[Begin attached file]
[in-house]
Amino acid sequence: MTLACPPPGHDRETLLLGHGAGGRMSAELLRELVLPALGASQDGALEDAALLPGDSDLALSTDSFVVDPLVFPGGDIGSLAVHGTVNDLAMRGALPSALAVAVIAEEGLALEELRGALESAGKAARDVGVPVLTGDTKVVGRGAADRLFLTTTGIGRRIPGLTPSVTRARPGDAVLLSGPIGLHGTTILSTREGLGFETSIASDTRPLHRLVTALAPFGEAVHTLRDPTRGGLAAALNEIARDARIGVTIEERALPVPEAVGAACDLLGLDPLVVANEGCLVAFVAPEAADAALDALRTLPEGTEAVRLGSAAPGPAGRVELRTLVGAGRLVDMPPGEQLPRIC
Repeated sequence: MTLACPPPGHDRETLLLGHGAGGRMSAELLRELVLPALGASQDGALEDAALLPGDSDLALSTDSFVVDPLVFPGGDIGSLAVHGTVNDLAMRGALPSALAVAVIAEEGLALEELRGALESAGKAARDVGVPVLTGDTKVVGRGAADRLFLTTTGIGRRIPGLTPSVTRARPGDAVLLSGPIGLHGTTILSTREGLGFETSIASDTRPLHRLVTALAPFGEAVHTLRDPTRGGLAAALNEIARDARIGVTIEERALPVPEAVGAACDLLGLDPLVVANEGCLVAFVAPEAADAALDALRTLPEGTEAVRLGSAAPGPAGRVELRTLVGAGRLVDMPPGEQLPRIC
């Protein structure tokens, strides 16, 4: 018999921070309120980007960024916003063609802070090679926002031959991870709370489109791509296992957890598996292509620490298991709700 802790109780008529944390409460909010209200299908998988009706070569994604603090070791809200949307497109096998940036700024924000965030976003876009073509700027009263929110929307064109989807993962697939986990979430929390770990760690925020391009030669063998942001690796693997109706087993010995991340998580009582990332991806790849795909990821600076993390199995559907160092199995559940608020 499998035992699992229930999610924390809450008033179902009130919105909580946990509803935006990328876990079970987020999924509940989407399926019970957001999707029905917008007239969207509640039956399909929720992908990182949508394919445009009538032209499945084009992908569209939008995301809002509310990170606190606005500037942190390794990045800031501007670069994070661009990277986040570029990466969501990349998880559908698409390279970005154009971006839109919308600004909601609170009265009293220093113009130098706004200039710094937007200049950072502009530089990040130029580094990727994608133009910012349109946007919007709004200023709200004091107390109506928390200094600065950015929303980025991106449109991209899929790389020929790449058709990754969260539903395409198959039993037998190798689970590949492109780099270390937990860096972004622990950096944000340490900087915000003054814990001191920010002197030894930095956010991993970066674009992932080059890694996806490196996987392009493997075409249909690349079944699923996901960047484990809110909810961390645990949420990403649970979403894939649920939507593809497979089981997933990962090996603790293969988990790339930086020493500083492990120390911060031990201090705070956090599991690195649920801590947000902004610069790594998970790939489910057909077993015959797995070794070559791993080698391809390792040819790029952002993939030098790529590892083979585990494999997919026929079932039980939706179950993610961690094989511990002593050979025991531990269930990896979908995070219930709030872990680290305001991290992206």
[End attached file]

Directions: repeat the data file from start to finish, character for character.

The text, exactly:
[in-house]
Amino acid sequence: MTLACPPPGHDRETLLLGHGAGGRMSAELLRELVLPALGASQDGALEDAALLPGDSDLALSTDSFVVDPLVFPGGDIGSLAVHGTVNDLAMRGALPSALAVAVIAEEGLALEELRGALESAGKAARDVGVPVLTGDTKVVGRGAADRLFLTTTGIGRRIPGLTPSVTRARPGDAVLLSGPIGLHGTTILSTREGLGFETSIASDTRPLHRLVTALAPFGEAVHTLRDPTRGGLAAALNEIARDARIGVTIEERALPVPEAVGAACDLLGLDPLVVANEGCLVAFVAPEAADAALDALRTLPEGTEAVRLGSAAPGPAGRVELRTLVGAGRLVDMPPGEQLPRIC
Repeated sequence: MTLACPPPGHDRETLLLGHGAGGRMSAELLRELVLPALGASQDGALEDAALLPGDSDLALSTDSFVVDPLVFPGGDIGSLAVHGTVNDLAMRGALPSALAVAVIAEEGLALEELRGALESAGKAARDVGVPVLTGDTKVVGRGAADRLFLTTTGIGRRIPGLTPSVTRARPGDAVLLSGPIGLHGTTILSTREGLGFETSIASDTRPLHRLVTALAPFGEAVHTLRDPTRGGLAAALNEIARDARIGVTIEERALPVPEAVGAACDLLGLDPLVVANEGCLVAFVAPEAADAALDALRTLPEGTEAVRLGSAAPGPAGRVELRTLVGAGRLVDMPPGEQLPRIC
């Protein structure tokens, strides 16, 4: 018999921070309120980007960024916003063609802070090679926002031959991870709370489109791509296992957890598996292509620490298991709700 802790109780008529944390409460909010209200299908998988009706070569994604603090070791809200949307497109096998940036700024924000965030976003876009073509700027009263929110929307064109989807993962697939986990979430929390770990760690925020391009030669063998942001690796693997109706087993010995991340998580009582990332991806790849795909990821600076993390199995559907160092199995559940608020 499998035992699992229930999610924390809450008033179902009130919105909580946990509803935006990328876990079970987020999924509940989407399926019970957001999707029905917008007239969207509640039956399909929720992908990182949508394919445009009538032209499945084009992908569209939008995301809002509310990170606190606005500037942190390794990045800031501007670069994070661009990277986040570029990466969501990349998880559908698409390279970005154009971006839109919308600004909601609170009265009293220093113009130098706004200039710094937007200049950072502009530089990040130029580094990727994608133009910012349109946007919007709004200023709200004091107390109506928390200094600065950015929303980025991106449109991209899929790389020929790449058709990754969260539903395409198959039993037998190798689970590949492109780099270390937990860096972004622990950096944000340490900087915000003054814990001191920010002197030894930095956010991993970066674009992932080059890694996806490196996987392009493997075409249909690349079944699923996901960047484990809110909810961390645990949420990403649970979403894939649920939507593809497979089981997933990962090996603790293969988990790339930086020493500083492990120390911060031990201090705070956090599991690195649920801590947000902004610069790594998970790939489910057909077993015959797995070794070559791993080698391809390792040819790029952002993939030098790529590892083979585990494999997919026929079932039980939706179950993610961690094989511990002593050979025991531990269930990896979908995070219930709030872990680290305001991290992206």